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Southern to repower three Alabama coal power plants with natgas
2014年1月16日 / 下午5点33分 / 4 年前

Southern to repower three Alabama coal power plants with natgas

Jan 16 (Reuters) - Southern Co’s Alabama Power unit plans to run three coal power plants with a total capacity over 1,600 megawatts on cleaner natural gas fuel in the coming years to comply with federal environmental rules.

Alabama Power wants to add gas capability to the four 255-megawatt Units 1-4 at the Gaston coal plant in Alabama by 2016 so they can run primarily on gas going forward.

Alabama Power said it wants to add gas capability to the units to comply with the U.S. Environmental Protection Agency’s Mercury and Air Toxics Standards (MATS), which requires power companies to reduce mercury and other air emissions.

Since 2009, U.S. energy companies have shut or converted over 22,000 MW of coal-fired power plants.

This is partly due to recently weak gas prices from record shale production making it uneconomic for generators to upgrade older and smaller coal units to meet increasingly strict federal and state environmental rules.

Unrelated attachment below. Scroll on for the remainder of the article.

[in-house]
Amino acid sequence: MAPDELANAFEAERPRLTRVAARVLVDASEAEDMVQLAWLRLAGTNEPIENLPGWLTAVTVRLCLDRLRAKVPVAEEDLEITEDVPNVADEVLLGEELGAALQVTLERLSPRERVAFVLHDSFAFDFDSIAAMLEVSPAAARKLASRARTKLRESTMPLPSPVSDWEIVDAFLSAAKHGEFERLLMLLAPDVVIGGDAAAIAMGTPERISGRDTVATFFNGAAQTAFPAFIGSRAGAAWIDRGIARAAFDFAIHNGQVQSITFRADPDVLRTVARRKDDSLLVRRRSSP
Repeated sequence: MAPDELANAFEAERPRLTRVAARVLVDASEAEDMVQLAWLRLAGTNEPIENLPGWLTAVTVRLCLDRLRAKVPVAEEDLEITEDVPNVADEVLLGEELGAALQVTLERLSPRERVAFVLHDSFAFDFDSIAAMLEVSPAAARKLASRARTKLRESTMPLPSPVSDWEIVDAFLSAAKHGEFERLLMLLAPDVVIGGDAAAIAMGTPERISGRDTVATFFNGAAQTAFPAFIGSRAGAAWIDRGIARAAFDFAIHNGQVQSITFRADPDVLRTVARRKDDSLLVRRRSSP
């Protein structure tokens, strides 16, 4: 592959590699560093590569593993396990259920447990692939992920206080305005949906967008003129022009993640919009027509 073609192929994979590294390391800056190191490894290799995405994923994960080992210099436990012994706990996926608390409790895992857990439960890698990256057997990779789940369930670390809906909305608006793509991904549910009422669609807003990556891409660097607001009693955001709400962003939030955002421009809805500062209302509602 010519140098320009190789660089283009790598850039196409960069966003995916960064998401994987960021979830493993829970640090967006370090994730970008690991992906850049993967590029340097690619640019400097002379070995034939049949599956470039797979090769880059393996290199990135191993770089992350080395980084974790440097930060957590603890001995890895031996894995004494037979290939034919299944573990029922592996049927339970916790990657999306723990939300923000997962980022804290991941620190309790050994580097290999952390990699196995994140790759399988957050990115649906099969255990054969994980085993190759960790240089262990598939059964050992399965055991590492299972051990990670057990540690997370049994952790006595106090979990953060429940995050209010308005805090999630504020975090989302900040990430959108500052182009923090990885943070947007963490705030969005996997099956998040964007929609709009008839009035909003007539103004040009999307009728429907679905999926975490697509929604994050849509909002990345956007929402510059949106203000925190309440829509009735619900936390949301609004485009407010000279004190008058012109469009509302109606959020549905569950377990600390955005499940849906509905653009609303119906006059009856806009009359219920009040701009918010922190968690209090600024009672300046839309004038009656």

Alabama Power’s four Gaston units will still have the ability to burn coal in case of some sort of gas emergency, but the company noted it was very unlikely the units will ever burn coal again.

At the other Gaston unit, the 842-MW Unit 5, Alabama Power said it is adding a baghouse in 2016 so that unit will continue to use coal.

Alabama Power said it applied for the Gaston air permits with state regulators in mid 2013.

In addition, Alabama Power said it expects to be running both 65-MW Units 1 and 2 at the Gadsden coal and gas plant in Alabama on natural gas in 2015. The Gadsden plant already has the capability to run on either coal or gas.

Alabama Power also expects the 138-MW Unit 1, 137-MW Unit 2 and 249-MW Unit 3 at the Barry coal plant in Alabama to be running on natural gas in 2016. The company said the Barry units will lose the capability to use coal going forward.

Alabama Power currently operates about 13,600 MW of generating capacity, including about 8,000 MW from coal-fired units, 2,100 MW from gas, 1,700 MW from nuclear and 1,700 MW from hydro, according to federal data.

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